From high-tech security to anonymous tip-offs, the Equestrian Community Integrity Unit (ECIU) — charged with cleaning up equestrianism 18 months ago — is making its presence felt.

Since the unit was formed, the number of riders committing violations of International Equestrian Federation (FEI) rules has dropped and no positive drugs tests were recorded at the 2010 World Equestrian Games.

The unit is run by former commissioner of the Metropolitan Police Force Lord Stevens, who was also responsible for high-profile investigations into the death of Diana, Princess of Wales, and corruption in British football.

“We were there in Kentucky and deployed our CCTV cameras, but we shall be using a greater number and more advanced cameras at the 2012 London Olympic Games in Greenwich,” said Lord Stevens.

Spies in the stalls?
The ECIU team, which includes two former detective superintendents from the Met, will be using advanced spy technology to detect for cheating in Greenwich.

“We are liaising at the highest level with the 2012 organisers and have FEI permission to put cameras in all places to ensure the integrity and security of the Games,” said Lord Stevens.

The ECIU was set up in January 2010, bringing horse sport into line with sports, such as football, cricket and snooker and is ‘the most advanced in the world’, says Lord Stevens.

The unit has become vital in the fight to clean up the sport’s act in the wake of the 2008 Olympic Games, when an unprecedented and six riders were investigated for doping issues.

Lord Stevens and Professor Arne Ljungqvist, vice-chairman of the World Anti-Doping Agency, conducted an investigation, which led to the FEI Clean Sport Campaign and the ECIU.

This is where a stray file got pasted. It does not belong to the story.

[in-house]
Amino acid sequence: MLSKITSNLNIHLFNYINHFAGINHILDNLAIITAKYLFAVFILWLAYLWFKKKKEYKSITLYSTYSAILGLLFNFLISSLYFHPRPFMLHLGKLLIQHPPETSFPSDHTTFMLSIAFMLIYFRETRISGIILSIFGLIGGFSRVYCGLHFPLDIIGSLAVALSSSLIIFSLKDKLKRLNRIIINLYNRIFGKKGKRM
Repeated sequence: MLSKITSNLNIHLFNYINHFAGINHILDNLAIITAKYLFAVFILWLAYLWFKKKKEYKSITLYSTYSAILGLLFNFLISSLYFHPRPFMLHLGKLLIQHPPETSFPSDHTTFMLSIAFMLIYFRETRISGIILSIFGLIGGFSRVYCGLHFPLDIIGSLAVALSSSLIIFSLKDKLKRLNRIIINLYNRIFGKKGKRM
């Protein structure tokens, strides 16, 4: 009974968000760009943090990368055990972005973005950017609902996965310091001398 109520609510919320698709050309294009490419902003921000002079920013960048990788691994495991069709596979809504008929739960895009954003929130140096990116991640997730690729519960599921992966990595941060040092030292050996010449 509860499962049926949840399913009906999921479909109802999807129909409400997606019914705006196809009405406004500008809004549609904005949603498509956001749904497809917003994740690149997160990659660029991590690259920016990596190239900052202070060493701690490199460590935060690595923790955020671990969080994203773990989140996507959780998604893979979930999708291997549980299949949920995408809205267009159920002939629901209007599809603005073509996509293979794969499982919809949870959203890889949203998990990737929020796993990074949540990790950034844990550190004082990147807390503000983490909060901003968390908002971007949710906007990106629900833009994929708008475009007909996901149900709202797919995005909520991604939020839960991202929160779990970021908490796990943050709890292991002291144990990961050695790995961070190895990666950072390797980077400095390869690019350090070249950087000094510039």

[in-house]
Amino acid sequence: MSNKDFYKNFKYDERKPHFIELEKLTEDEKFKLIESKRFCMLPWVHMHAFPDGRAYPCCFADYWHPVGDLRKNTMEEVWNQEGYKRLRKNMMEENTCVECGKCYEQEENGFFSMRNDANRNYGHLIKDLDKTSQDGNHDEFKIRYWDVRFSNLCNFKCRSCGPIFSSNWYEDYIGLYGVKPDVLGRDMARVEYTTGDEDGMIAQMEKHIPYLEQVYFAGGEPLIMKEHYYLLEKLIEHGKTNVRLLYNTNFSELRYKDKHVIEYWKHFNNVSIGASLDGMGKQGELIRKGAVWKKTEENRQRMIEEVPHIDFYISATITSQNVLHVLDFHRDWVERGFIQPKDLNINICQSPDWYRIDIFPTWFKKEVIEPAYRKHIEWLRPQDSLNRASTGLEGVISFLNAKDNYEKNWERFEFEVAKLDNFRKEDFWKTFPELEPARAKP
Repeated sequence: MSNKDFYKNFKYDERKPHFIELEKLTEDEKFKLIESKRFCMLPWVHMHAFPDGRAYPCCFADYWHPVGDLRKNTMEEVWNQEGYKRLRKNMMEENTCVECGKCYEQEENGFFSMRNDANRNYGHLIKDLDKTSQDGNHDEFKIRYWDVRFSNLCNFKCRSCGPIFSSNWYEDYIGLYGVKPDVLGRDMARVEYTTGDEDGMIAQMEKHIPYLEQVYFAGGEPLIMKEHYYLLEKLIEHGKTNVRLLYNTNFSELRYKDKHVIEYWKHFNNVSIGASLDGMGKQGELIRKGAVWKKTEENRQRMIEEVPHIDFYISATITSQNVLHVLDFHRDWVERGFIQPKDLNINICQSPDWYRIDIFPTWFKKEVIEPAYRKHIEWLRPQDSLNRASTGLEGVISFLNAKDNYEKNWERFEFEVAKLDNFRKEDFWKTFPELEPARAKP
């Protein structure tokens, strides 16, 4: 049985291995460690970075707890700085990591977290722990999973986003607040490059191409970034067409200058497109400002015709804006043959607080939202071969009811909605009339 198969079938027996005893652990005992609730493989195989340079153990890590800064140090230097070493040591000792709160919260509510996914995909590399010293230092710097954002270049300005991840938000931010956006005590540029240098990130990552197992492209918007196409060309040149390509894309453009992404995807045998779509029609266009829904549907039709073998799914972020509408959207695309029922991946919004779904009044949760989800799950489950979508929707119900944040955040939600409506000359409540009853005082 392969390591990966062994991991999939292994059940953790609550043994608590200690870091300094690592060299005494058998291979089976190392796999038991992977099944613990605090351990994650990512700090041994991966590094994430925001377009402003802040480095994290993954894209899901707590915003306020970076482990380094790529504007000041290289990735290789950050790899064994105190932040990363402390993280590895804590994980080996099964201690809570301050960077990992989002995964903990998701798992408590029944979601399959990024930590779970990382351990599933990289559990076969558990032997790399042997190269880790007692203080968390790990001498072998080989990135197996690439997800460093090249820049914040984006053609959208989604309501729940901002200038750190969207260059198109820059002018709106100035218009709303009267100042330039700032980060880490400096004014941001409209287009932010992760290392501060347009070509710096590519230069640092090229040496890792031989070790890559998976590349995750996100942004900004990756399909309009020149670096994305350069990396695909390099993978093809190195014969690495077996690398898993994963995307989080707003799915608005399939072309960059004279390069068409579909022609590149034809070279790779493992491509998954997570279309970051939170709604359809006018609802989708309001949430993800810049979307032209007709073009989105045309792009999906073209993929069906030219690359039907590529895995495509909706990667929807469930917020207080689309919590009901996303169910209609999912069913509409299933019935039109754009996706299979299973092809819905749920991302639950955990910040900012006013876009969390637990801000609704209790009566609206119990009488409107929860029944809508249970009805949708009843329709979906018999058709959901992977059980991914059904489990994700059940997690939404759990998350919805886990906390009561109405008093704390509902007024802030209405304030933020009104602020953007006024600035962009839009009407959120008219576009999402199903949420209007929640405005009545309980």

24-hour tip-off line
The ECIU is run from the offices of Lord Stevens’ company Monitor Quest in central London and has a confidential phone and email service, where anyone involved can report concerns and tip off the team about corruption.

“In the short time we have been up and running we have gained respect and credibility across the sport, including big support from the riders — they don’t want to be accused of cheating or wrongdoing,” said Lord Stevens.

And he denies that the line is a place for riders to cause trouble anonymously for their rivals.

He said: “We are pleasantly surprised by the number of calls to the hotline and information forwarded to us that have all been genuine calls with a genuine reason behind them.”

Monitor Quest could not say how many calls and emails it has received in the past 18 months, but it revealed that 22 of those calls have resulted in an ‘active investigation’.

These include the ongoing investigation into methods in reining and other issues of abuse and doping, said Lord Stevens.

A level playing field for all
There are currently 25 cases of suspected doping being investigated by the FEI tribunal.

FEI Secretary General Ingmar de Vos said: “The ECIU has played a valuable and important role in the FEI’s Clean Sport campaign.

“Having an integrity unit is now seen as best practice and more and more international federations are following suit.

“It is a key element in establishing a level playing field for our athletes, human and equine.”

This news story was first published in the current issue of Horse & Hound (4 August, 2011)